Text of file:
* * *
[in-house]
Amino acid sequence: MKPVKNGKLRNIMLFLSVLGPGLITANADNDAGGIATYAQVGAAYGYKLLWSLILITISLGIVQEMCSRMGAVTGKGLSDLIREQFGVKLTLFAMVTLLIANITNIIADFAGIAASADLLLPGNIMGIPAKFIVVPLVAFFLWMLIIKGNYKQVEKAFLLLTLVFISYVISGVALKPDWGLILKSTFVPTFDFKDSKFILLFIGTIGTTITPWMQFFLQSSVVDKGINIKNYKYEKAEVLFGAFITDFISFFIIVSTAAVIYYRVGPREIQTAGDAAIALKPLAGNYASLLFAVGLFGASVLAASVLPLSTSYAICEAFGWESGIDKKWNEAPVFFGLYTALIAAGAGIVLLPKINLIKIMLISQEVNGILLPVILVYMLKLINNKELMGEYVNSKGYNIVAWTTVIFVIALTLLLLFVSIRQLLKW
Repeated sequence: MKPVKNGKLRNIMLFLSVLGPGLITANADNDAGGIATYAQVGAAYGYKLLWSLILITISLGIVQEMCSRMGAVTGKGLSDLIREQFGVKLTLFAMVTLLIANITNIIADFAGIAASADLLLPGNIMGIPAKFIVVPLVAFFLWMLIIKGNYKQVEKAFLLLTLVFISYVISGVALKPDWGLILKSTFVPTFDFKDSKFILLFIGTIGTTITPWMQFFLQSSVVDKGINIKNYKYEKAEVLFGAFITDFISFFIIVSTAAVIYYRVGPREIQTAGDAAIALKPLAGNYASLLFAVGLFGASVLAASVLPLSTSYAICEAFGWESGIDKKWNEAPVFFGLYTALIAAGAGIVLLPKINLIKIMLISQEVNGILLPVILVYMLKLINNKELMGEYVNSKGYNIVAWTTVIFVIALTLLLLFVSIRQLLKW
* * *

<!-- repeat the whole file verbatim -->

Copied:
[in-house]
Amino acid sequence: MKPVKNGKLRNIMLFLSVLGPGLITANADNDAGGIATYAQVGAAYGYKLLWSLILITISLGIVQEMCSRMGAVTGKGLSDLIREQFGVKLTLFAMVTLLIANITNIIADFAGIAASADLLLPGNIMGIPAKFIVVPLVAFFLWMLIIKGNYKQVEKAFLLLTLVFISYVISGVALKPDWGLILKSTFVPTFDFKDSKFILLFIGTIGTTITPWMQFFLQSSVVDKGINIKNYKYEKAEVLFGAFITDFISFFIIVSTAAVIYYRVGPREIQTAGDAAIALKPLAGNYASLLFAVGLFGASVLAASVLPLSTSYAICEAFGWESGIDKKWNEAPVFFGLYTALIAAGAGIVLLPKINLIKIMLISQEVNGILLPVILVYMLKLINNKELMGEYVNSKGYNIVAWTTVIFVIALTLLLLFVSIRQLLKW
Repeated sequence: MKPVKNGKLRNIMLFLSVLGPGLITANADNDAGGIATYAQVGAAYGYKLLWSLILITISLGIVQEMCSRMGAVTGKGLSDLIREQFGVKLTLFAMVTLLIANITNIIADFAGIAASADLLLPGNIMGIPAKFIVVPLVAFFLWMLIIKGNYKQVEKAFLLLTLVFISYVISGVALKPDWGLILKSTFVPTFDFKDSKFILLFIGTIGTTITPWMQFFLQSSVVDKGINIKNYKYEKAEVLFGAFITDFISFFIIVSTAAVIYYRVGPREIQTAGDAAIALKPLAGNYASLLFAVGLFGASVLAASVLPLSTSYAICEAFGWESGIDKKWNEAPVFFGLYTALIAAGAGIVLLPKINLIKIMLISQEVNGILLPVILVYMLKLINNKELMGEYVNSKGYNIVAWTTVIFVIALTLLLLFVSIRQLLKW